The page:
To get the most out of your perennial pasture there are many factors that need to be considered. Selecting the right species and variety is the first step in improving your pastures. However, if old or new varieties have not performed well on your farm then there may be underlying issues of soil fertility and grazing management that need to be addressed.
species and variety selection
Sowing a newly bred variety can produce an extra 300-500kg of milk solids or on sheep and beef farms could carry 30-50% more stock with faster animal growth rates than unimproved varieties. New winter-active phalaris cultivars can produce 50-100% more winter feed than Australian phalaris.
Annual rainfall is a good indicator of what species will suit your farm. Below shows the annual rainfall survival requirements of some perennial grasses.
Perennial ryegrass >650mm
Summer active cocksfoot >600mm
Summer dormant cocksfoot >350mm
Summer active tall fescue >600mm
Summer dormant tall fescue >500mm
The heading date of a grass is an integral factor to consider. For example, in perennial ryegrass, nearly 60% of its annual dry matter (DM) yield occurs around heading. To take advantage of this peak it is important to match the right heading date to your environment.
Early heading perennial ryegrass varieties, such as Rigby, have the DM production peak in late winter/early spring, so these varieties are best suited to early country. Mid heading varieties, like Caretaker II, are your “all-rounders” that can be used in most locations including dry and wet areas. Late heading varieties, like Cantina and Violet, are best suited to high rainfall, late country that holds moisture into early summer. If you plant a late flowering ryegrass in areas where the rainfall tends to dry up before the end of November, then there is potential of losing a large amount of feed.
Before sowing a pasture, a soil test should be carried out to determine any extra inputs needed before and after sowing. Nutrients in the soil for the plant are like vitamins for humans, a lack in one or all of them will see a decrease in productivity. Treat the latest genetics of your pasture like you do the latest genetics in your herd, they both won’t perform if you don’t feed them good quality food.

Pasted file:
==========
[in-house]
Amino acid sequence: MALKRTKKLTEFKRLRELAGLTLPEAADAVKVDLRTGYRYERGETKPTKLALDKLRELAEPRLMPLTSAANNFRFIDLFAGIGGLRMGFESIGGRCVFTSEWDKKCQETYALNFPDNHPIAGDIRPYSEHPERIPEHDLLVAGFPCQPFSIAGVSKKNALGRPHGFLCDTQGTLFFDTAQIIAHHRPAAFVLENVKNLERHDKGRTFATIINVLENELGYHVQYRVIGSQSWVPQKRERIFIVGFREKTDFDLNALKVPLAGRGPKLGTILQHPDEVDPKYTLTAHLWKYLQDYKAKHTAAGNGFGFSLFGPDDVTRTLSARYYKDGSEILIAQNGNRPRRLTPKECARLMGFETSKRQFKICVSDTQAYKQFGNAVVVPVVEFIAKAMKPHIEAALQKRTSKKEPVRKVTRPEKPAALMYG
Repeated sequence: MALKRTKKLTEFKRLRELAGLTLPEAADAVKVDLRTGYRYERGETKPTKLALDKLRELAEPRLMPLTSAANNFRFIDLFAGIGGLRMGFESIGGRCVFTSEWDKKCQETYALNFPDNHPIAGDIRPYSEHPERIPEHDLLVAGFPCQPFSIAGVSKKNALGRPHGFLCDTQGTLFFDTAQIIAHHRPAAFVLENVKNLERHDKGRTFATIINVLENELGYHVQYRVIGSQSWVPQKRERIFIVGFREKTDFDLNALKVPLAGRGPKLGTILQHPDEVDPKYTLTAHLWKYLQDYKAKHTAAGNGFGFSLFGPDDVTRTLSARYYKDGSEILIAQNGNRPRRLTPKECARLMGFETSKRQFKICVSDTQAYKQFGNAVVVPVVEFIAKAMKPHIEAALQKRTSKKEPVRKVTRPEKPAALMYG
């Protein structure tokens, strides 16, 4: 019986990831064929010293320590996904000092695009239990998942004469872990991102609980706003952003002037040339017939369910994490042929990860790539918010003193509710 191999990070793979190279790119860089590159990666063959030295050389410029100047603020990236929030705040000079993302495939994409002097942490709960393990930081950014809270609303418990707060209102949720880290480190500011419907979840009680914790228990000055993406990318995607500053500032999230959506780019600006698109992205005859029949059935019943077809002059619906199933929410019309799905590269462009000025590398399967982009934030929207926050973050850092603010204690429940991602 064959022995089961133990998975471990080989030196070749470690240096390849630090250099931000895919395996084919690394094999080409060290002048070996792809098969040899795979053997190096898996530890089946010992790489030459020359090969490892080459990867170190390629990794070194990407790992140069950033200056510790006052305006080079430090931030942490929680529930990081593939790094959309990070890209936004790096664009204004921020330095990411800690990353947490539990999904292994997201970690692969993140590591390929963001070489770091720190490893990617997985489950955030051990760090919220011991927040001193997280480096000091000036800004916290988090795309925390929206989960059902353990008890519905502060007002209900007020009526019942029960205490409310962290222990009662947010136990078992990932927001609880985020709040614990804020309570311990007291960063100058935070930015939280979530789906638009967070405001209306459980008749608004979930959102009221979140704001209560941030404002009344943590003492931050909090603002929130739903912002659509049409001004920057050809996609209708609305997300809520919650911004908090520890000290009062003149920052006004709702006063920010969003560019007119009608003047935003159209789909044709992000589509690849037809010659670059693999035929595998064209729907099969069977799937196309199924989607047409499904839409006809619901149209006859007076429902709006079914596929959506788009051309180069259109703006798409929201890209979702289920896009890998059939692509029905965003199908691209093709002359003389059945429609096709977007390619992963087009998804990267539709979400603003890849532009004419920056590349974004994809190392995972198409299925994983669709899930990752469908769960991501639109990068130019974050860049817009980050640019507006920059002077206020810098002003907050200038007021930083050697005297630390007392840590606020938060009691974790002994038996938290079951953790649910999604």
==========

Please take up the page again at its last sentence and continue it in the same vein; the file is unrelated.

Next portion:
Aim for at least 75-85% pasture utilisation at grazing. Season and plant growth will determine when to move stock onto the next paddock. For example, spring rotations can be as little as 15 days, whereas winter rotations can be up to 60 days.
Monitoring leaf growth rate is a good indicator of when to graze pastures. With perennial ryegrass and fescue, the optimum time to graze is at the 2.5-3 leaf stage. If pasture is left to grow too high there can be an increase in diseases such as rust, a decrease in pasture utilisation by stock and reduced clover content. For phalaris and cocksfoot, the optimal time to graze is at the 4-leaf stage.
Measuring pasture height is also a good tool to determine grazing rotations. For a ryegrass pasture, a height of 15cm is approximately 2500 kg DM and is the height that is associated with the 2.5-3 leaf stage. This should be grazed down to 5cm which is approximately 1500 kg DM. If you graze below this it will slow down plant recovery and could affect persistency.
Keeping short grazing rotations in spring can keep the grass vegetative instead of it becoming reproductive. Each day a seed head appears, there is a loss in digestibility by 0.5%. If there are not enough stock available to utilise the spring growth of pastures, it is best to take paddocks out of the rotation for silage or hay production.
Economic and productive pastures come from being persistent, so it is important that you do not overgraze your pastures in summer.
If you focus on getting these factors correct, you are well on your way to a healthy, productive, and economic pasture.